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  38. Thank you Anne! I'd love to have an agent, but I'm rather wary of picking a bad one now, and thank you so much for giving me signs to watch out for. Plus, the knowledge that agents aren't essential, and that there are those other agent-turned-ebook-helper types is a great reassurance. Thank you! :)

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  39. The business paradigm has shifted drastically, yet most of the business has no adapted. The only thing between an author and their reader now is a screen. No need for agent, publisher, bookstore, etc. I think they have roles to play, but those roles are changing drastically. Those that adapt will succeed; those that don't will be looking for employment.
    There are also those who are taking advantage of the situation by inserting clauses into contracts that are outrageous.
    Publishing has become the Wild West.

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  40. Cathryn—I think it helps to do that for blogging too. Not that you want to be phony on your blog, but you can adopt a voice that’s like a character voice, instead of all of your own raw self hanging out there.

    Ben—They keep using various earthquake metaphors to describe it, but “chaos” probably says it best. Nobody knows what’s coming next and everybody’s scrambling to hang on. Lots of people worry that if they wait for the dust to settle, they’ll find themselves buried. I’m not sure that’s true, but it’s important to be aware.

    Anon—you bring up an important point. Using the ebook as a query can backfire. If you don’t sell big, your book probably won’t ever be traditionally published. It remains to be seen if that’s a bad thing.

    Marilyn—WOW! TV and film producers and Hollywood agents! This is fantastic news for all self-pubbers. Keep us posted. I hope things continue to grow for you!

    Spook—Yeah. The option of being able to hire an agent for a flat fee feels reassuring to me, too. Logical, as well.

    Bob—It really is the Wild West. And if you’re going to be the sheriff, the cattle baron or the punk kid who gets killed in the shoot-out is all up in the air. We just have to go with gut instincts.

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  41. Great post. I am in the process of seeking an agent and am bookmarking this in case I get to the point of signing a contract with someone. Some good heads up info.

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  42. Interesting post, Anne. The publishing world has changed since amazon introduced kindle. Who knows where it will go or end up. I think the agent and the publisher of the future will have to offer marketing and distribution above and beyond what the author can do for himself, or herself.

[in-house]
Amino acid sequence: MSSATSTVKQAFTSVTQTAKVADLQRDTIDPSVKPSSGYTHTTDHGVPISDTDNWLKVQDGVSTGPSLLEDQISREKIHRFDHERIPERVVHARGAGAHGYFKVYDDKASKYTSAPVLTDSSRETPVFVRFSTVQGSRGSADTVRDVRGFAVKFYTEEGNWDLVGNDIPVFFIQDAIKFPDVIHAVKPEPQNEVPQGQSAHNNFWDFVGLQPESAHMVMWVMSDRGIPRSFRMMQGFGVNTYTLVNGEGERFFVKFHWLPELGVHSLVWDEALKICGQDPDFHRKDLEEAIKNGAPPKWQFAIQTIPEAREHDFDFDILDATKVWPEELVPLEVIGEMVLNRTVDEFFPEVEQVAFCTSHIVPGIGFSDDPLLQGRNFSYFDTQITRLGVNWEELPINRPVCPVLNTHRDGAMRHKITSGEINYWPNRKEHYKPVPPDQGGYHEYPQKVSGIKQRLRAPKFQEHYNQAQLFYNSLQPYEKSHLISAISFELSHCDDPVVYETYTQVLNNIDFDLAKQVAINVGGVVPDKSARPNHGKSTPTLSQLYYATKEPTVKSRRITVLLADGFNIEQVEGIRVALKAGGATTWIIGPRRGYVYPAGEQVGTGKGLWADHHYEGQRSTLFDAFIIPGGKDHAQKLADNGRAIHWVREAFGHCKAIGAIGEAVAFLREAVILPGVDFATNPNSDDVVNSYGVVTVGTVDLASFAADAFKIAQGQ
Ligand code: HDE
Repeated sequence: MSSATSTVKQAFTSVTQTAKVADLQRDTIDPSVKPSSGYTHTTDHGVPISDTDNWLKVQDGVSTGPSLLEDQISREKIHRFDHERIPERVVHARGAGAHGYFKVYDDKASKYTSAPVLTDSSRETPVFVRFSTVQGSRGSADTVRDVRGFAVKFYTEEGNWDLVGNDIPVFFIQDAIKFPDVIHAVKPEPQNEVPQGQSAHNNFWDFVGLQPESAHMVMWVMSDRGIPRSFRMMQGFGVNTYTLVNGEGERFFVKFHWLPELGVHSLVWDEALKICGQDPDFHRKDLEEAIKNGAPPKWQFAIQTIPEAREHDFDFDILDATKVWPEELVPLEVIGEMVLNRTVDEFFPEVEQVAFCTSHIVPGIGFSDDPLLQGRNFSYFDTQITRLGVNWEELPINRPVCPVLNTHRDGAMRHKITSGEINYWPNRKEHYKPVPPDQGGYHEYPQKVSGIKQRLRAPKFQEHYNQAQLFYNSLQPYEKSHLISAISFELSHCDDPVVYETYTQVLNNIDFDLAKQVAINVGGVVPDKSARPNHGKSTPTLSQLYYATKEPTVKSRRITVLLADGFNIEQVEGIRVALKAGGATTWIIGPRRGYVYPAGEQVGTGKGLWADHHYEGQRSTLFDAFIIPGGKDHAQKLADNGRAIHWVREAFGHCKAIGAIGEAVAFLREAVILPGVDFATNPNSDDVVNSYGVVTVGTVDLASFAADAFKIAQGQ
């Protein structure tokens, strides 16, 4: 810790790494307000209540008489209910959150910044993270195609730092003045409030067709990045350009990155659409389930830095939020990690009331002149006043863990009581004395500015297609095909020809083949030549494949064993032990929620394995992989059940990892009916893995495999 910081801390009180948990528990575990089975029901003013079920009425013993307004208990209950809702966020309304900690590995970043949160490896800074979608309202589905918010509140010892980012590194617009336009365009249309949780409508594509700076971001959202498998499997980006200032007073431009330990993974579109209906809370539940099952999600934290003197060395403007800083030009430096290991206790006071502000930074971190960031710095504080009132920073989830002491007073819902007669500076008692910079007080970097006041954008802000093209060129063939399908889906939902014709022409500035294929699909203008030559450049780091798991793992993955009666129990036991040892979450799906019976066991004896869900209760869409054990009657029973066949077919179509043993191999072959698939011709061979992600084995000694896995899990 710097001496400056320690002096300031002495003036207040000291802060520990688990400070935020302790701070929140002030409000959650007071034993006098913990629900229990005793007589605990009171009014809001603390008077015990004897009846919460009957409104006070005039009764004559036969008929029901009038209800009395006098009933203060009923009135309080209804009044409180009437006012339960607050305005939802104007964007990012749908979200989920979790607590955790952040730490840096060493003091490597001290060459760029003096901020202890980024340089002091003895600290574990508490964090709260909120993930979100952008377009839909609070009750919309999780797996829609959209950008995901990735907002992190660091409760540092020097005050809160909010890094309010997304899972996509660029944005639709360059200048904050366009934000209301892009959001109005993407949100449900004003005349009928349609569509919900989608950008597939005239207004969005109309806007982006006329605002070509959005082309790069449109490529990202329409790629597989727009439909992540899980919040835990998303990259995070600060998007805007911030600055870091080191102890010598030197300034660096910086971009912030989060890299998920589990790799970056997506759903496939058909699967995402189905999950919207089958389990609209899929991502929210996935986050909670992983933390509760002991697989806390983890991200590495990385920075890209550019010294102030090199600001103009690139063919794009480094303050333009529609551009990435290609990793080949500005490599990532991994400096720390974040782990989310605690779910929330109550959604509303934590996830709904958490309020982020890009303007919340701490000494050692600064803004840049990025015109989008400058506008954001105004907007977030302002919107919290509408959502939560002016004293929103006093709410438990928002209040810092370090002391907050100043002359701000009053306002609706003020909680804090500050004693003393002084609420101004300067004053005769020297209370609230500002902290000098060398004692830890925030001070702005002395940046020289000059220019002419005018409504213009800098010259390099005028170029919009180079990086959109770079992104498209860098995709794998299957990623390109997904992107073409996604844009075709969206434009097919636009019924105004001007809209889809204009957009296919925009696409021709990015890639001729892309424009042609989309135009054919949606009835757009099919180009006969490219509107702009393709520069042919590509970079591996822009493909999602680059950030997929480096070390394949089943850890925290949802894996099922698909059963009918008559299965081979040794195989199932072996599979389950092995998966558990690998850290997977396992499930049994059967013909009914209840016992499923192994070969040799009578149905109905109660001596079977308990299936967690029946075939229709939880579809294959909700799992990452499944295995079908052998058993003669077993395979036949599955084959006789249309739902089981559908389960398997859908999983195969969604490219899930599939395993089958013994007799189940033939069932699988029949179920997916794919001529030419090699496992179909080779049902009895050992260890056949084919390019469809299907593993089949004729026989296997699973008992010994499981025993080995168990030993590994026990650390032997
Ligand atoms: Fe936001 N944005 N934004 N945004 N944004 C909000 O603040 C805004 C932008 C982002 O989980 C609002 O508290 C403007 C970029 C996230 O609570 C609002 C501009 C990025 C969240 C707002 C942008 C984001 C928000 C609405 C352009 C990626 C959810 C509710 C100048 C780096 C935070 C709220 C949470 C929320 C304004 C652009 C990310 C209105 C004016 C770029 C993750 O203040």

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  43. Anne - Thanks for such a well-thought out and well-researched post. You're definitely up on industry blogs/news! It's absolutely true that advances have fallen drastically, that the midlist is disappearing, and that many agents are jumping ship to become e-book marketers and packagers. I don't think agents are disappearing completely, though, any more than publishers are disappearing completely. I think they play a valuable role in reviewing contracts and managing subsidiary rights (film and foreign, for example) for traditionally published authors. And we have to remember that Amanda Hocking, who made $2 million self-publishing, is now with a traditional publisher (St. Martin's Press) - so self-publishing isn't the panacea for publishing's woes. There has been so much talk lately about the few success stories of self-published authors (Barry Eisler, Joe Konrath, and John Locke in addition to Amanda Hocking) that we forget that most authors who self-publish make almost nothing at all. They sell 300 copies of their book - mostly to friends and families. Meanwhile, the Big 6 expect a first-time author to sell 20,000-50,000 books before they'll renew their contract.

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  44. Wow - this post has a CRAZY amount of information.

    I have an agent and she's wonderful. The best kind of agents are going to be those who adapt to the changing winds of the industry and continue to make themselves invaluable to their clients. Offer services that writers need and writers will continue paying that 15%. At least I will. My agent takes care of so many things that would squeeze the joy out of writing - like contract negotiations.

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  45. I think that at this point in my career, finding an agent is second to figuring out what path I want to take with my ms. Would an agent be nice to have? Sure, if they are going to give me the same attention they give to their A list clients. Which of course, they can't. So, in the end, I'll work my own strategy, market myself and keep the control and 15% that I earned far more than an agent ever did.